Vintages like this typically happen once in a lifetime!
By Len Presutti
CWE (Certified Wine Educator, Society of Wine Educators)
and Corporate Wine Educator, Martignetti Companies
Robert Parker’s The Wine Advocate gave it the highest score ever on their vintage chart, which goes back to the 1970s. They stated…“The 2010 vintage is iconic for Montalcino and the reason is, simply put, it shows the amazing versatility of the Sangiovese grape with a level of clarity that I have never encountered.”
The Wine Spectator was equally enthusiastic, asserting…“With 21 wines scoring classic (95 to 100 points) and the rest outstanding, the 2010 vintage earns an overall rating of 98 points, making it one of the best vintages in the past 20 years.” Top producer Andrea Constanti (who serenaded my wife and me, playing guitar and singing James Taylor songs when we visited his estate) passionately declared…“2010 is certainly a great vintage, a year that has been awarded a maximum of five stars. In this case, the vintage deserves them all!”
Made entirely from the superior Grosso clone of Sangiovese, the grape (meaning little brown one) takes its name from the brownish-red hue it exhibits when fully ripe. The DOCG is said by many to make the best wine of all of Italy, challenged only by Barolo. It is certainly my favorite, typically showing warm, inviting notes of beautifully aromatic earthy cherry made more complex by an intriguing overlay of leaf tobacco and a touch of spice. The wines (especially from a great vintage) can improve for decades, yet are more approachable now than ever in their history. This is due mainly to a change in the production rules reducing the minimum barrel aging to two years allowing for more intense fruit to balance the prodigious tannins. Increased exposure to oxygen through the use of smaller barrels and/or micro-oxygenation assists in this department. The bottom line is that there’s never been a better time to buy Brunello, whether for current consumption or the cellar. Here are a few of my favorites:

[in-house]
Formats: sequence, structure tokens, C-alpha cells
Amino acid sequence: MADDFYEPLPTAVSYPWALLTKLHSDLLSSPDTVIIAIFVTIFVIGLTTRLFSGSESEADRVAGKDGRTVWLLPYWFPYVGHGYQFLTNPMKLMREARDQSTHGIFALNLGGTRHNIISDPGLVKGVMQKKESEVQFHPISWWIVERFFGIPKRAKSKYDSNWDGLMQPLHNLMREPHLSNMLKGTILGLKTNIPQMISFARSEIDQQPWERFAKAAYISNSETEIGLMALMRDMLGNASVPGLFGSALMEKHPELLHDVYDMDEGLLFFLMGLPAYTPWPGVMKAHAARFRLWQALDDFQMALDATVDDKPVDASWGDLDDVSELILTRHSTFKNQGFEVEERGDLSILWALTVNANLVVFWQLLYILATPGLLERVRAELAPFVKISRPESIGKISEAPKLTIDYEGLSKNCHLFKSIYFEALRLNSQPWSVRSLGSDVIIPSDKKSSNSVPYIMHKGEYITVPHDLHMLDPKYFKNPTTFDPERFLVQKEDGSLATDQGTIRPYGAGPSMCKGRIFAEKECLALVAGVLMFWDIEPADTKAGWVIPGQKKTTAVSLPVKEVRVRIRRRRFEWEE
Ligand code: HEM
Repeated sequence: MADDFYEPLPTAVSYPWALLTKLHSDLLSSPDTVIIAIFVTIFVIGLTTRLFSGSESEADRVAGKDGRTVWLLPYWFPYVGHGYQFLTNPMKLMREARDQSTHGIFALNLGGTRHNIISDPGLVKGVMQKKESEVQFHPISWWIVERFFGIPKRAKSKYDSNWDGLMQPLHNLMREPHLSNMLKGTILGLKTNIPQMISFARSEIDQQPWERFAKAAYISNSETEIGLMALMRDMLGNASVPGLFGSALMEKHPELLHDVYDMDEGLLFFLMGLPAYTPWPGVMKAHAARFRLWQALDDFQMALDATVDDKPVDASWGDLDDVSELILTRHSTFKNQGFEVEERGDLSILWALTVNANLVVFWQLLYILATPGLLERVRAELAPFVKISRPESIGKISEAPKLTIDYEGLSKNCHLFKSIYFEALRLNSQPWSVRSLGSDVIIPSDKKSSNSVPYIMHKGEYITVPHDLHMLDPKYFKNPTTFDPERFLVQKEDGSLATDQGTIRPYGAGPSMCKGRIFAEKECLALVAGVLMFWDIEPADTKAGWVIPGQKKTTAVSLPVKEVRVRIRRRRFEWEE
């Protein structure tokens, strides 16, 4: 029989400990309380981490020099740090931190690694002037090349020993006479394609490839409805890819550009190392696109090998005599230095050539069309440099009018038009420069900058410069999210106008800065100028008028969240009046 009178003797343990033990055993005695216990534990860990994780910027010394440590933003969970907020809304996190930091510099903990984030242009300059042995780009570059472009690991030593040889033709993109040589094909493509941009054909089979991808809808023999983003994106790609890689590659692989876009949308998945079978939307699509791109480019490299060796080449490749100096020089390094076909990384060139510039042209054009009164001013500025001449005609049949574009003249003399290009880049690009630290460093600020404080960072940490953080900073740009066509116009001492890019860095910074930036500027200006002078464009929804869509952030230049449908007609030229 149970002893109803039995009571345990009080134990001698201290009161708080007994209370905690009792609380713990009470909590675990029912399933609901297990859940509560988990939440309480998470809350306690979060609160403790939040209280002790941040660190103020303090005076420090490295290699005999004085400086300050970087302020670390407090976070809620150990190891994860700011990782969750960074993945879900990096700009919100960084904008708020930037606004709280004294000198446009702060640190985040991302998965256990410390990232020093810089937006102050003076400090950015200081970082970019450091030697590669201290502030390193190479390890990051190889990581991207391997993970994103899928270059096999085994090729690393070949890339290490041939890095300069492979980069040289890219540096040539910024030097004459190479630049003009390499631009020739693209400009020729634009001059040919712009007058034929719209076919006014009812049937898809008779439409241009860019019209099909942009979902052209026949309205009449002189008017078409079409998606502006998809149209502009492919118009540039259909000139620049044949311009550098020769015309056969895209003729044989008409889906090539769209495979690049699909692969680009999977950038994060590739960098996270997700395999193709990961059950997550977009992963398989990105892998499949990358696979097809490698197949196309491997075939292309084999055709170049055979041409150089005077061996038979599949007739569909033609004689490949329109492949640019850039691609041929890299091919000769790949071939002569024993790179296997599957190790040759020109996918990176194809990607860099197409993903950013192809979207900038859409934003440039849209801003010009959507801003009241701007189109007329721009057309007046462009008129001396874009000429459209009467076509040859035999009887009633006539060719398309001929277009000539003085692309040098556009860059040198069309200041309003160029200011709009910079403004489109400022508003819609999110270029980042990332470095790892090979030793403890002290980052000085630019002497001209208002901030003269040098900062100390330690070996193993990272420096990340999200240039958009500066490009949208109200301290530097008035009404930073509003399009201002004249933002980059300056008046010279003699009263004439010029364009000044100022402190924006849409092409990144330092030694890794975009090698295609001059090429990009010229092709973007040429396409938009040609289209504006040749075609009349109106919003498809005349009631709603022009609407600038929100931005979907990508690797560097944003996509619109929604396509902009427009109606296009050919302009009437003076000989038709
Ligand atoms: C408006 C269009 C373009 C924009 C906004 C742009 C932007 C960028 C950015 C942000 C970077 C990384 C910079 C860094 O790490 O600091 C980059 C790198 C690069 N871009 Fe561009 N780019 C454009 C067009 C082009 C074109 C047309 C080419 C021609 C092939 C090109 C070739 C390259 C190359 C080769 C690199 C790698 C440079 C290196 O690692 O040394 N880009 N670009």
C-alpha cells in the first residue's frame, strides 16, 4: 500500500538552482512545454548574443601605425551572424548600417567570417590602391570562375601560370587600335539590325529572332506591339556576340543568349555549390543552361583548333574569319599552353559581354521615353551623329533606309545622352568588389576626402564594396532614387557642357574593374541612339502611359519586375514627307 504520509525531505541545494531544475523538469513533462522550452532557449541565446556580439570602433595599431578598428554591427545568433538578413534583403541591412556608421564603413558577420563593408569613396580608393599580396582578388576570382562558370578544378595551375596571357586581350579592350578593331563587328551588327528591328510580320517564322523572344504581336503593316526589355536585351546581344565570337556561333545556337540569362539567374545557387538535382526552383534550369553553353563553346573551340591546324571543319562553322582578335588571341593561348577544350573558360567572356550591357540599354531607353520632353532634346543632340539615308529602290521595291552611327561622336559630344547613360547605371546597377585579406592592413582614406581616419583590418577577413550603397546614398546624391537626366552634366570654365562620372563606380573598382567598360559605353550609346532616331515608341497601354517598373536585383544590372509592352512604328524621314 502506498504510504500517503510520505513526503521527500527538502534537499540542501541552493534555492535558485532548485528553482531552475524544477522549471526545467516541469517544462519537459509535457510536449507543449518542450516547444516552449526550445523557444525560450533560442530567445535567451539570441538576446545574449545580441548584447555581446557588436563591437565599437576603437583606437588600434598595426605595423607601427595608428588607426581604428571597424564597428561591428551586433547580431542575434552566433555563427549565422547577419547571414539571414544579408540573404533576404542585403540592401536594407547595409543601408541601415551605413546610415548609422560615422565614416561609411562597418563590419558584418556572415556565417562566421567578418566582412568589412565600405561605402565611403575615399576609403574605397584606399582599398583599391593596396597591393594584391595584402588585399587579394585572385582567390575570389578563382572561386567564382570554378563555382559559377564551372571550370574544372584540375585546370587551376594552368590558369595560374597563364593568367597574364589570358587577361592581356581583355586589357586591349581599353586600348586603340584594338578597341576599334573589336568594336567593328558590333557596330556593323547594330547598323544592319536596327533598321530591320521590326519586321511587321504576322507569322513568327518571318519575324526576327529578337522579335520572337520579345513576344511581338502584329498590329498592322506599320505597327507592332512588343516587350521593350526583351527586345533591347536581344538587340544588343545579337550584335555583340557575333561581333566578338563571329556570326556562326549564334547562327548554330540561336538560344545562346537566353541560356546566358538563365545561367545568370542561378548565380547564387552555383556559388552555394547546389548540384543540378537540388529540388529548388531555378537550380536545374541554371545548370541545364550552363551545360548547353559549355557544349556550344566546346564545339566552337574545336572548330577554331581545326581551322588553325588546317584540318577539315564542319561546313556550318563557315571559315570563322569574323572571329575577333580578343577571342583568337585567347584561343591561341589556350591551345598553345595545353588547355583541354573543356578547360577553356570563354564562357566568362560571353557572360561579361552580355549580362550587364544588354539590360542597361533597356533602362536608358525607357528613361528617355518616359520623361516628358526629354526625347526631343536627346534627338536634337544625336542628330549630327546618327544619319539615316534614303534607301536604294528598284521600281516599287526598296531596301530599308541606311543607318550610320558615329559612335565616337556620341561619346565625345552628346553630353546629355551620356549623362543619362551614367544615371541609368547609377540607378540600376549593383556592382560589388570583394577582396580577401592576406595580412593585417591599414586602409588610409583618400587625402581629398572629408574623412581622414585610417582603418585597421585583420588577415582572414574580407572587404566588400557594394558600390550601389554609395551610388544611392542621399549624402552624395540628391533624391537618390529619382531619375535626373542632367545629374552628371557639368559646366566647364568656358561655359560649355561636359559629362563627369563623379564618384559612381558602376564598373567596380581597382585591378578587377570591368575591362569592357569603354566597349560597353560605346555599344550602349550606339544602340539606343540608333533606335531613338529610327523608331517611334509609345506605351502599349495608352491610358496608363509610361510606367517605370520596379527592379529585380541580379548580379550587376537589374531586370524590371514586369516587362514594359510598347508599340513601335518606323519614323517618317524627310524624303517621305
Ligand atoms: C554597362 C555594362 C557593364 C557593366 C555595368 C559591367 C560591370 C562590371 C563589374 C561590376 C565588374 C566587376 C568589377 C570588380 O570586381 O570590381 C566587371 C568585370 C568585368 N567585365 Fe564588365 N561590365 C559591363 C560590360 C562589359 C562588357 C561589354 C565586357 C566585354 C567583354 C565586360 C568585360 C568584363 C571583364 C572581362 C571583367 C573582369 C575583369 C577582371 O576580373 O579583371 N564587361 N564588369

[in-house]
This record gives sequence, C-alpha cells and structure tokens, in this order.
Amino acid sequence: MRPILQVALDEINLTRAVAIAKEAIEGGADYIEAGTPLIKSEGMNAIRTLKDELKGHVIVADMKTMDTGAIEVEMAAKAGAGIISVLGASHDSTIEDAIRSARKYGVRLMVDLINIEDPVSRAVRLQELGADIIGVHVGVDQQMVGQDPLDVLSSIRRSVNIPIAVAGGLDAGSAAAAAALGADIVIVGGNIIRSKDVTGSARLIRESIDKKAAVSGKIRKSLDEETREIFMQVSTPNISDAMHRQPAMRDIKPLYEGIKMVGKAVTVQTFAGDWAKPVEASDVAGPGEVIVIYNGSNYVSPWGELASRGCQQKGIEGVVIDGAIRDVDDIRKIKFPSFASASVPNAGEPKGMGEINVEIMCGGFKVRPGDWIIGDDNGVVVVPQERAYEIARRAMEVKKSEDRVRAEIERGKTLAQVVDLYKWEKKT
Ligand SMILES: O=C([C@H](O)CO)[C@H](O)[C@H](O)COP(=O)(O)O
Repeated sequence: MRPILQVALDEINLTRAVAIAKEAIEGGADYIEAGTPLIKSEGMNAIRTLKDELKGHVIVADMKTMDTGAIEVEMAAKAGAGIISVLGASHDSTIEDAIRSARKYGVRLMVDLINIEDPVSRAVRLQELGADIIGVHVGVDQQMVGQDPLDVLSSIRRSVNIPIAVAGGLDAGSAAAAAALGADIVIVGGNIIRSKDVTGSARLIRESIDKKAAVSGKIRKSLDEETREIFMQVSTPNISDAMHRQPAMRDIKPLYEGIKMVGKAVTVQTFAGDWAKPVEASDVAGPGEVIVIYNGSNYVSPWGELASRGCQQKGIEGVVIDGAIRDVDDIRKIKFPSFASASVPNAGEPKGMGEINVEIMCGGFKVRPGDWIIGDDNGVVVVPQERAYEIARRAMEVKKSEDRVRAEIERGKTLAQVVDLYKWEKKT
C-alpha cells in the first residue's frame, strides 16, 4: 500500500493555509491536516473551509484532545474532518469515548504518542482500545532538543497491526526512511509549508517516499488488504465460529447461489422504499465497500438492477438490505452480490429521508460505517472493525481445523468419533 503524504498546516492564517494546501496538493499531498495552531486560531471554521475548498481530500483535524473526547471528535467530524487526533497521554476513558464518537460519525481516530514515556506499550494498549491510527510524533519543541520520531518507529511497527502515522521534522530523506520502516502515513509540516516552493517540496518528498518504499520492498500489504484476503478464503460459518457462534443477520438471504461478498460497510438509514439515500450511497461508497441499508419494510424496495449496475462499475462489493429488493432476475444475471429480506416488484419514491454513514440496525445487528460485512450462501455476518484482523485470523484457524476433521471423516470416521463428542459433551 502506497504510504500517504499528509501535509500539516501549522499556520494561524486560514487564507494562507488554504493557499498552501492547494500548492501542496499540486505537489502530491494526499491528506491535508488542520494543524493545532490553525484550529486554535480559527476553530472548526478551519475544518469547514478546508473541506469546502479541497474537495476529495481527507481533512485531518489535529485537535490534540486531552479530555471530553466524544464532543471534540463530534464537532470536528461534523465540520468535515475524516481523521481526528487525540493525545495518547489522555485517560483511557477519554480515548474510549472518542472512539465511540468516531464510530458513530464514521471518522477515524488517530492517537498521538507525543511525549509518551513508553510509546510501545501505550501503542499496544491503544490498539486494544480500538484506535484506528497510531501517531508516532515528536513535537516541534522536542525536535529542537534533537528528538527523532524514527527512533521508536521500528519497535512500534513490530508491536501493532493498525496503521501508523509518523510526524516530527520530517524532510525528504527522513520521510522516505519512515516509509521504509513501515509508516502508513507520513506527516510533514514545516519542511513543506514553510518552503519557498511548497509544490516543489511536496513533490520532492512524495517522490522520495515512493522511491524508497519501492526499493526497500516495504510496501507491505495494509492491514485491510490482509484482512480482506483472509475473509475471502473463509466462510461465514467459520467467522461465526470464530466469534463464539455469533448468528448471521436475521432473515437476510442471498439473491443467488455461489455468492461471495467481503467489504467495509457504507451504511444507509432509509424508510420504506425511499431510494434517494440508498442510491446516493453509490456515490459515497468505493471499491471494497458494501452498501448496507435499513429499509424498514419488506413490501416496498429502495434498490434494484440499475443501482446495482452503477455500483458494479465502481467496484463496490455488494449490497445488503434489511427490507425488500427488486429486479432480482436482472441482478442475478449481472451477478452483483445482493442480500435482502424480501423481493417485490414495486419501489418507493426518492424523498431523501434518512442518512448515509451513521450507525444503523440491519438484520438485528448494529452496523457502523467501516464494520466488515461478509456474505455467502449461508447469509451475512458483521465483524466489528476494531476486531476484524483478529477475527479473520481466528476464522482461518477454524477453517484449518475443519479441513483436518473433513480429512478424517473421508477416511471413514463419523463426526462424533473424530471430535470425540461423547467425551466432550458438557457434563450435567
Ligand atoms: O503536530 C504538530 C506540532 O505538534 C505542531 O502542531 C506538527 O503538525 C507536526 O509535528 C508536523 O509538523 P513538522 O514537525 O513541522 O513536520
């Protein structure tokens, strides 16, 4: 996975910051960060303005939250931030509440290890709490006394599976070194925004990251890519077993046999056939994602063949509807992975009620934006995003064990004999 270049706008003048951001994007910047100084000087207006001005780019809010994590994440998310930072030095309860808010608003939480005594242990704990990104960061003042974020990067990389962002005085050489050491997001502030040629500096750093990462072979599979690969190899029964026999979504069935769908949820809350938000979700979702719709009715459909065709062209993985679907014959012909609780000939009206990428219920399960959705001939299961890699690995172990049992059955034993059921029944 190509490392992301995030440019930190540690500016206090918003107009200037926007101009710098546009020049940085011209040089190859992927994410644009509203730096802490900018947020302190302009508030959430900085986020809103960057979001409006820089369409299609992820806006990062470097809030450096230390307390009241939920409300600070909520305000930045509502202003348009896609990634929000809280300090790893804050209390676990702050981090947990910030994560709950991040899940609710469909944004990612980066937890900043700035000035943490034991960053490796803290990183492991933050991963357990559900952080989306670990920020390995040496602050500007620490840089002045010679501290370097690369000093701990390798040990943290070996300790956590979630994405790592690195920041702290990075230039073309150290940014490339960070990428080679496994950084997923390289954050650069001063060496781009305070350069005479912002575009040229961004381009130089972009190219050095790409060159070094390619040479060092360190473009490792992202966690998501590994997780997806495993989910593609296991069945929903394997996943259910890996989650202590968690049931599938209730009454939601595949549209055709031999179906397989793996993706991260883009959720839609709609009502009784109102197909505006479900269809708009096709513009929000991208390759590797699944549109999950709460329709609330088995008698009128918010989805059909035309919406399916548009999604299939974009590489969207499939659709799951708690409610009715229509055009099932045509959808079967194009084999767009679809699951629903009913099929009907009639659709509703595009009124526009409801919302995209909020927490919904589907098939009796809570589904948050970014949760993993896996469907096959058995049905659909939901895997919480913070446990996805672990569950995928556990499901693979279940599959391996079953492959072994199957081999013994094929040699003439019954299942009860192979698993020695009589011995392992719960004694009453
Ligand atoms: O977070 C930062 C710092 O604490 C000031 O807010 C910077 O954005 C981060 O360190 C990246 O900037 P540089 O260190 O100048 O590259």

2010 Donatella Cinelli Colombini Brunello di Montalcino
This and the one that follows both make great starter Brunellos in two very different styles. The Colombini is softer, with the Campogiovanni more extracted. As you can see, both are highly regarded. “Donatella Cinelli Colombini’s 2010 Brunello di Montalcino makes a big and pleasurable impact on all the senses. First, it hits the nose with a wonderful medley of ripe, dark fruit, spice, tar, tobacco, leather and dried herbs. The wine is impeccably made and the quality of fruit is outstanding. Ultimately, your patronage of this brand depends on whether you like this bold, softer style. If you do, this Brunello delivers satisfaction in spades. Fleshy oak tones of cinnamon and clove round off the finish. It is extremely soft and smooth to the touch. This wine can be enjoyed in the near or long-term.” The Wine Advocate Rating: 94 points $60.
2010 San Felice Brunello di Montalcino ‘Campogiovanni’
The Campogiovanni is made in a decidedly modern style with tons of powerful, explosive, super ripe fruit. Give it a couple of hours in a decanter and serve it with a Rack of Lamb with a Mustard-Peppercorn Crust. Wine Spectator gave it 95 points, proclaiming…“Black cherry, black currant, cedar and tobacco flavors highlight this firm, dense red. This has the fruit, structure and harmony to develop, with a juicy finish and a lingering wild herb and mineral aftertaste.” Rating: 95 points $58.
2010 Il Poggione Brunello di Montalcino
Another of my perennial picks, the Il Poggione is all about its exquisite sense of balance. The Wine Advocate elaborates…“The 2010 Brunello di Montalcino is a striking wine that shows uncompromising varietal pureness, albeit in a most concentrated and elaborate form. This is what great Sangiovese is all about. There’s so much happening on the nose and the wine brings you to cherry, spice, licorice, cured meat, pressed rose and grilled meat in equal measure. No one element overpowers the next. The mouthfeel is also tight and bright with the kind of fruit intensity that promises long cellar aging. This Brunello is only at the beginning of a long road ahead. The longer the wine stays in the glass, the more it offers in terms of complexity and intensity. This is a true standout that can be enjoyed for up to 20 years ahead.” Rating: 98 points $85.
2010 Costanti Brunello di Montalcino
One of my all-time personal favorites, the aforementioned Andrea makes wine in the classic traditional style. It appears that Antonio Galloni (former Wine Advocate reviewer, now with Vinous Media) agrees, raving…“Costanti’s 2010 Brunello di Montalcino is stunning. Dark, powerful and mysterious in the glass, the 2010 captivates all the senses with its breathtaking beauty and layered, multi-dimensional personality. Lavender, violets, savory herbs, smoke, plums and graphite flow through to the rich, explosive finish. There is a prism-like sense of transparency allied to pure power in the 2010 that is impossible miss. Readers who can find the 2010 should not hesitate; it is a must-have. While many 2010s are approachable today, the Costanti’s 2010 is not; it is a wine for the cellar. Drink 2018-2035.”
Rating: 97 points! $90.